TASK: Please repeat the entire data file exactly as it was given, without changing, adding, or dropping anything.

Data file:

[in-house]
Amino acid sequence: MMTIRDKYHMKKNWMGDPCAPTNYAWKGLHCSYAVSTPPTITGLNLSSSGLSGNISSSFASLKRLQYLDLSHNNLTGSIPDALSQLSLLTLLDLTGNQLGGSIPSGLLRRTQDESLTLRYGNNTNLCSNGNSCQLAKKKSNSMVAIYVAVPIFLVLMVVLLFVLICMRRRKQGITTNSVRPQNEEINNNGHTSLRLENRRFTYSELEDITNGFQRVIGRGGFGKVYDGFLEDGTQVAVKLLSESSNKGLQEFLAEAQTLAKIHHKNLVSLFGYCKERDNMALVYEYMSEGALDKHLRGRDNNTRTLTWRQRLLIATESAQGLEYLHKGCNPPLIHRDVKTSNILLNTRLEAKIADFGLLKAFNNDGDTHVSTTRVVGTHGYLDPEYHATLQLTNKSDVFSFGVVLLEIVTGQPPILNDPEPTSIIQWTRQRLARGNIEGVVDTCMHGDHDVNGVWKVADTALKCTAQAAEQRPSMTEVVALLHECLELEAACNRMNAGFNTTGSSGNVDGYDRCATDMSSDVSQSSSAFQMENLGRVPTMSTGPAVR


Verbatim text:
[in-house]
Amino acid sequence: MMTIRDKYHMKKNWMGDPCAPTNYAWKGLHCSYAVSTPPTITGLNLSSSGLSGNISSSFASLKRLQYLDLSHNNLTGSIPDALSQLSLLTLLDLTGNQLGGSIPSGLLRRTQDESLTLRYGNNTNLCSNGNSCQLAKKKSNSMVAIYVAVPIFLVLMVVLLFVLICMRRRKQGITTNSVRPQNEEINNNGHTSLRLENRRFTYSELEDITNGFQRVIGRGGFGKVYDGFLEDGTQVAVKLLSESSNKGLQEFLAEAQTLAKIHHKNLVSLFGYCKERDNMALVYEYMSEGALDKHLRGRDNNTRTLTWRQRLLIATESAQGLEYLHKGCNPPLIHRDVKTSNILLNTRLEAKIADFGLLKAFNNDGDTHVSTTRVVGTHGYLDPEYHATLQLTNKSDVFSFGVVLLEIVTGQPPILNDPEPTSIIQWTRQRLARGNIEGVVDTCMHGDHDVNGVWKVADTALKCTAQAAEQRPSMTEVVALLHECLELEAACNRMNAGFNTTGSSGNVDGYDRCATDMSSDVSQSSSAFQMENLGRVPTMSTGPAVR